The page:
Monday, October 18, 2004

Men, cant pray with them, can you pray without them?

The point of my previous post was that people generally live and pasken their Hashkafa. I appreciate the comments regarding changes in Hashkafa at different times, and in looking at it, they certainly are valid. What I wanted to highlight was that someone who practices MO, is likely to pasken so that the answer is consistant with what he believes and practices, just like someone who is chareidi or right anyone else on the spectrum.

Hashakafa can influnce Halacha in 3 ways. The first is the most authoritarian. You may come to the conclusion that al pi Halacha something is muttar, but then say that it shouldn't be done,for reasons of Hashkafa(Halacha cach aval ain morin cayn). In this case, the only reason for people to follow your opinion is regard and respect for you as a posek(I am not going to get into da'at Torah today). There is no specific Halachic oomph backing you up. Although this is a very intellectually honest approach, it is seldom seen, because all you are saying is that the issue in question is not in keeping with your view of what halachic Judaism should be.

R. Jeremy Kalmonofsky(yes, he is a Conservative rabbi- good article in Judaism March 2002) notes that decisions in halacha are sometimes made by empasizing one value, and putting less emphasis on another. An example, pikuach nefesh and shabbat. Obviously, we violate Shabbat to save lives(a friend of mine holds that if we are saving lives, we are not violating Shabbat, but actually keeping it the way Hashem wanted us to). The question arises as to how much danger a person has to be in, and to what lengths one can do work on Shabbat. There are those that limit the Shabbat violation to the bare minimum neccessary to save life, and those that allow more, and expand the definition of what is endagered life.(it seems to me that the more to the right you go, the more weight is given to dichotomous values(like Shabbat, either you are michallel Shabbat, or not, it is a plus/minus value), and less value to values that are less quantifiable or more continuous(there is a range of what pikuach nefesh is, other examples are kavvanah, not embarassing your neighbor, etc). The Hashkafa informs which values are given more weight.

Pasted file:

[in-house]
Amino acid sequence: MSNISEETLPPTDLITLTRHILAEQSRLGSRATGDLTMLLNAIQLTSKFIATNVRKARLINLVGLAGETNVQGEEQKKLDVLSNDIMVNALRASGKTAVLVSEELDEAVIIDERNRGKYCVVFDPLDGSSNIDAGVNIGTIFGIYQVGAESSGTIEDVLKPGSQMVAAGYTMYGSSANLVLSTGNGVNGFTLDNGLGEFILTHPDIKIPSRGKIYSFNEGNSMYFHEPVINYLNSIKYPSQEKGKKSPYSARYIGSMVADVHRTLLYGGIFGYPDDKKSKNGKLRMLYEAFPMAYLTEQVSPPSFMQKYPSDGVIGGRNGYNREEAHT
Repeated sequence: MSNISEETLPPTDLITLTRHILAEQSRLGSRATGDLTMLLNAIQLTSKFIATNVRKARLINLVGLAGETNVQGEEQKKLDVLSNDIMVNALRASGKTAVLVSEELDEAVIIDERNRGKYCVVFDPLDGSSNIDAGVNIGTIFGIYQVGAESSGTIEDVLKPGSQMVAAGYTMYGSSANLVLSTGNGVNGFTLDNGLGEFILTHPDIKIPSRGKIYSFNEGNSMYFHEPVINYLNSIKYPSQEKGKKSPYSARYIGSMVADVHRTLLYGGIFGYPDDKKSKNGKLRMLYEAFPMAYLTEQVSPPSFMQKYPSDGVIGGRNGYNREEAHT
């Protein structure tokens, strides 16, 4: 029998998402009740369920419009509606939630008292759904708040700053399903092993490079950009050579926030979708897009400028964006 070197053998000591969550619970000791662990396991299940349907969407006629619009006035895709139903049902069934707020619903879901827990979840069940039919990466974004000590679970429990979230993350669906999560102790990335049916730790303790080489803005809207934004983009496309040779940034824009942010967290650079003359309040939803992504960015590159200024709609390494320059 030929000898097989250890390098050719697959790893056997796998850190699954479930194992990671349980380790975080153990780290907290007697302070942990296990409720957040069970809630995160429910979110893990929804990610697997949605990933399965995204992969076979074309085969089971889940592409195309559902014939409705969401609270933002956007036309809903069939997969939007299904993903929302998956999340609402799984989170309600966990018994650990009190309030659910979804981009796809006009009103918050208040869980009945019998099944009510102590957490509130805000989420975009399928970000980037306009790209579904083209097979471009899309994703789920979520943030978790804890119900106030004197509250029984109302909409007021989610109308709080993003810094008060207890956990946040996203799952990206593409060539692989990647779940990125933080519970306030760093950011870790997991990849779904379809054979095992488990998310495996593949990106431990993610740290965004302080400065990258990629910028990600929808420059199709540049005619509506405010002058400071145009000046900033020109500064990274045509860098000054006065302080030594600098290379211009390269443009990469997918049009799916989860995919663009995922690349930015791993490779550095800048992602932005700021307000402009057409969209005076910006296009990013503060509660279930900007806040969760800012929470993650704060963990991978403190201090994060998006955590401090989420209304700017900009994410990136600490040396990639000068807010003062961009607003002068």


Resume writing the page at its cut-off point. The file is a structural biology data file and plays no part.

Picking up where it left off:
The third way Hashkafa influences Halachic decisions is interpretation of the sources. One striking example is in the discussion between Judith Hauptman and R. Michael Broyde in Judaism(Sept. 22 1993, available online through Dr. Hauptman(teaches Talmud at JTS) reads that men are obligated to provide a minyan(not neccessarily to be there for each and every minyan) and comes to the conclusion that men are not much more obligated for a minyan than women. This is a conclusion that is obviously rejected by R. Broyde, and as far as I know, has no backing in any of the Halachic literature. However, it is in keeping with Dr. Hauptman's haskafa.

Another facinating example of different readings and different weightings is in the Edah journal(vol 1 issue 2, available on line ). Here R. Mendel Shapiro and R. Yehuda Herzl Henkin disagree about women reading the torah and having aliyot. They cite the same sources, and come up with different conclusions. Which brings me to the topic of the post. R. Simcha, at his excellent blog hirhurim, discusses at great length the issue of women's tefilla groups. A number of eminent Rabbis are quoted, most against the issue. However, when the reasons are examined(from my point of view, as objectively as I can, take it for what it is worth), they seem to be quite weak, and involve selective application of values to this issue, but not to similar(but not as contraversial) subjects. I would have been more swayed, if they had just come out and said that they did not agree with it on a Hashakafa level, rather than put forth weak halachic arguements(I am planning to detail point by point my review, but this post is long enough as it is).

Recently in my community, a new minya started, with a mechitzah, with women taking turns reading the Torah(shira hadasha type). My first reaction was "this is not Orthodoxy." I reviewed the articles in the Edah journal, and as much other information as I could, and I honestly can say that on a Halachic level, it does not seem to make much sense either. Whether this is just my Hashkafa influencing my halachic views(which I guess I am accusing others of allowing to happen), or if it just so happens that halacha should always be according to me, I don't know. But I do have more empathy for those who see something and say, " this just isn't the way it should be." May we continue to strive for the Truth.

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